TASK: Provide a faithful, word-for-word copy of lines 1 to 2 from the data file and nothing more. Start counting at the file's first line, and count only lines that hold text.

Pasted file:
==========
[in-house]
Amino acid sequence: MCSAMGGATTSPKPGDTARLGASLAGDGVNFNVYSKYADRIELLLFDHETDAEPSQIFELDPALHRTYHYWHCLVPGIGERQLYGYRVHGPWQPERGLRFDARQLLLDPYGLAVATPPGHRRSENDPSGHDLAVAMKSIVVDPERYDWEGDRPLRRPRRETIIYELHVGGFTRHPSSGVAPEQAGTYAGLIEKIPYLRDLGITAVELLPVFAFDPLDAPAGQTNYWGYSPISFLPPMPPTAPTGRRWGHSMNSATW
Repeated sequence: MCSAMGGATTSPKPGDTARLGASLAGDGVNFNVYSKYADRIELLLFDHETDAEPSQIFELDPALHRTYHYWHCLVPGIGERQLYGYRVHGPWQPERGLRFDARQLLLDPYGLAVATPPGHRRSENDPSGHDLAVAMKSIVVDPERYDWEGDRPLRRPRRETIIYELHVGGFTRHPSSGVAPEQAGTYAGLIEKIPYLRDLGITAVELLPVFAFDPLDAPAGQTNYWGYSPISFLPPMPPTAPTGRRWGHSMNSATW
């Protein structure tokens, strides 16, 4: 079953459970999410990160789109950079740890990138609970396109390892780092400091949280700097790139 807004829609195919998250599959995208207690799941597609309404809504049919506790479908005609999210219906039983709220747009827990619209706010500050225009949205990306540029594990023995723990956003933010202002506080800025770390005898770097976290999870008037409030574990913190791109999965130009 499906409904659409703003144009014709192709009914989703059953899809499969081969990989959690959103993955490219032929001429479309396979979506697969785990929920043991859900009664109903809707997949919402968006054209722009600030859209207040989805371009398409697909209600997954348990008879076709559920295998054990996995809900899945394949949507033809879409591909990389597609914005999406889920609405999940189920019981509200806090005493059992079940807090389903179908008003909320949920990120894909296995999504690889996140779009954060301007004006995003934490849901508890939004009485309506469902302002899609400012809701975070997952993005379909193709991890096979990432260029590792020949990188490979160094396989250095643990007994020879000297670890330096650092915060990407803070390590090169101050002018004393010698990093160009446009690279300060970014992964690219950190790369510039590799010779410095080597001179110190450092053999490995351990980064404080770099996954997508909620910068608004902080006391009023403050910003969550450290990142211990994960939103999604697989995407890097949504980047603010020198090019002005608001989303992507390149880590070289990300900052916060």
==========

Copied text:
[in-house]
Amino acid sequence: MCSAMGGATTSPKPGDTARLGASLAGDGVNFNVYSKYADRIELLLFDHETDAEPSQIFELDPALHRTYHYWHCLVPGIGERQLYGYRVHGPWQPERGLRFDARQLLLDPYGLAVATPPGHRRSENDPSGHDLAVAMKSIVVDPERYDWEGDRPLRRPRRETIIYELHVGGFTRHPSSGVAPEQAGTYAGLIEKIPYLRDLGITAVELLPVFAFDPLDAPAGQTNYWGYSPISFLPPMPPTAPTGRRWGHSMNSATW